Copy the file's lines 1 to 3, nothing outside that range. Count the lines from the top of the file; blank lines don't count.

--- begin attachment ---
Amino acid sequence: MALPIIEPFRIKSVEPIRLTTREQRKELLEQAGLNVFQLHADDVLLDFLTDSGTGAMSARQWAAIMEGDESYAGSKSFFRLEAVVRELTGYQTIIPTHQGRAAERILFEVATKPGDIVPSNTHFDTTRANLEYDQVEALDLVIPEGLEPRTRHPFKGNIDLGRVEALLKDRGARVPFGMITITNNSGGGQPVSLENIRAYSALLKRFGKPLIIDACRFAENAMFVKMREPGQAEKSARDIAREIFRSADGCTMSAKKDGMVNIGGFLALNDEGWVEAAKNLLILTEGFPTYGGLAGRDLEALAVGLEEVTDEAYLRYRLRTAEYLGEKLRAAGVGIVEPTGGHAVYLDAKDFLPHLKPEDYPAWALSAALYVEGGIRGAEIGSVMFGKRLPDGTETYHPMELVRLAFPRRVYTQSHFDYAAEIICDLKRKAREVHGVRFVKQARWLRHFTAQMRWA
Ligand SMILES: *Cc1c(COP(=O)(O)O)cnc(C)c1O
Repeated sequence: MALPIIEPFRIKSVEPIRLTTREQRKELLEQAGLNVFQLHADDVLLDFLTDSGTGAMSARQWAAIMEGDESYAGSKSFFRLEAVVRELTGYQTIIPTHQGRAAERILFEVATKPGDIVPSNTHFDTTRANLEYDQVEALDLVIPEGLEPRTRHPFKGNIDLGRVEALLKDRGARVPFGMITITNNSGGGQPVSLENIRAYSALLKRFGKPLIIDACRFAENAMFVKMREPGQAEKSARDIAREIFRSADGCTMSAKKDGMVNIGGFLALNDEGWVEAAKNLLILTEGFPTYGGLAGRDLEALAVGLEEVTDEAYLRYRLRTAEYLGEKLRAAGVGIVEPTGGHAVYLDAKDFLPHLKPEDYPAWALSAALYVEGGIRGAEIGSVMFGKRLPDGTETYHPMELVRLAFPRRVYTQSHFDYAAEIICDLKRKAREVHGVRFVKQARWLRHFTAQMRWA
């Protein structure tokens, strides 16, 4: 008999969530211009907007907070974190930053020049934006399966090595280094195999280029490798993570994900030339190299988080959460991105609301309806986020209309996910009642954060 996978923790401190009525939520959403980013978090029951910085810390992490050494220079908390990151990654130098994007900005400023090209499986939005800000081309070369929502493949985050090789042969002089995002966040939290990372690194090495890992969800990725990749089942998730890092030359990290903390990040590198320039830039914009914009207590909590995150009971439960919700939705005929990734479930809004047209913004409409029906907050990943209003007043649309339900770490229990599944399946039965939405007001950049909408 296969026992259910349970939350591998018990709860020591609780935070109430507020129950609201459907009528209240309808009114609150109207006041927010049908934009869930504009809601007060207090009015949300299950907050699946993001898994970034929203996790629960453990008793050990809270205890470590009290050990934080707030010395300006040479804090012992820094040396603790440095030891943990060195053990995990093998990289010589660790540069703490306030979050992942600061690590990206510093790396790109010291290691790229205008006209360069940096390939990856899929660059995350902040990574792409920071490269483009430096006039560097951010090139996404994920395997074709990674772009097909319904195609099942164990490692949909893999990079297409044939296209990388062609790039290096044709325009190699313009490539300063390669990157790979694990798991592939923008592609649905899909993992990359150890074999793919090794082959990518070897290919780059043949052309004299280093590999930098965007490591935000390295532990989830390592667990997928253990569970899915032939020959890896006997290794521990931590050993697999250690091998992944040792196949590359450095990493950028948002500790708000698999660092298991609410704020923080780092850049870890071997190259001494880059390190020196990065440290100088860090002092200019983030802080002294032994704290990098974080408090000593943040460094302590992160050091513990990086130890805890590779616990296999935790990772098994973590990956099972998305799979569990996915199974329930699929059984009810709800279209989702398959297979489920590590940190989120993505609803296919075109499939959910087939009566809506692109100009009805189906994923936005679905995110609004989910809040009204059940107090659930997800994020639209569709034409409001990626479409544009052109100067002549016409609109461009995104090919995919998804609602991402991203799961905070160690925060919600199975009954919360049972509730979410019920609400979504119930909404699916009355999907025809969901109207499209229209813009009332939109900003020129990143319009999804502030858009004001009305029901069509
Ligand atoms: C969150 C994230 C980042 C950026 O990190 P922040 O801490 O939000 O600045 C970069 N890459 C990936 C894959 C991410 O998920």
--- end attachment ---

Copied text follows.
Amino acid sequence: MALPIIEPFRIKSVEPIRLTTREQRKELLEQAGLNVFQLHADDVLLDFLTDSGTGAMSARQWAAIMEGDESYAGSKSFFRLEAVVRELTGYQTIIPTHQGRAAERILFEVATKPGDIVPSNTHFDTTRANLEYDQVEALDLVIPEGLEPRTRHPFKGNIDLGRVEALLKDRGARVPFGMITITNNSGGGQPVSLENIRAYSALLKRFGKPLIIDACRFAENAMFVKMREPGQAEKSARDIAREIFRSADGCTMSAKKDGMVNIGGFLALNDEGWVEAAKNLLILTEGFPTYGGLAGRDLEALAVGLEEVTDEAYLRYRLRTAEYLGEKLRAAGVGIVEPTGGHAVYLDAKDFLPHLKPEDYPAWALSAALYVEGGIRGAEIGSVMFGKRLPDGTETYHPMELVRLAFPRRVYTQSHFDYAAEIICDLKRKAREVHGVRFVKQARWLRHFTAQMRWA
Ligand SMILES: *Cc1c(COP(=O)(O)O)cnc(C)c1O
Repeated sequence: MALPIIEPFRIKSVEPIRLTTREQRKELLEQAGLNVFQLHADDVLLDFLTDSGTGAMSARQWAAIMEGDESYAGSKSFFRLEAVVRELTGYQTIIPTHQGRAAERILFEVATKPGDIVPSNTHFDTTRANLEYDQVEALDLVIPEGLEPRTRHPFKGNIDLGRVEALLKDRGARVPFGMITITNNSGGGQPVSLENIRAYSALLKRFGKPLIIDACRFAENAMFVKMREPGQAEKSARDIAREIFRSADGCTMSAKKDGMVNIGGFLALNDEGWVEAAKNLLILTEGFPTYGGLAGRDLEALAVGLEEVTDEAYLRYRLRTAEYLGEKLRAAGVGIVEPTGGHAVYLDAKDFLPHLKPEDYPAWALSAALYVEGGIRGAEIGSVMFGKRLPDGTETYHPMELVRLAFPRRVYTQSHFDYAAEIICDLKRKAREVHGVRFVKQARWLRHFTAQMRWA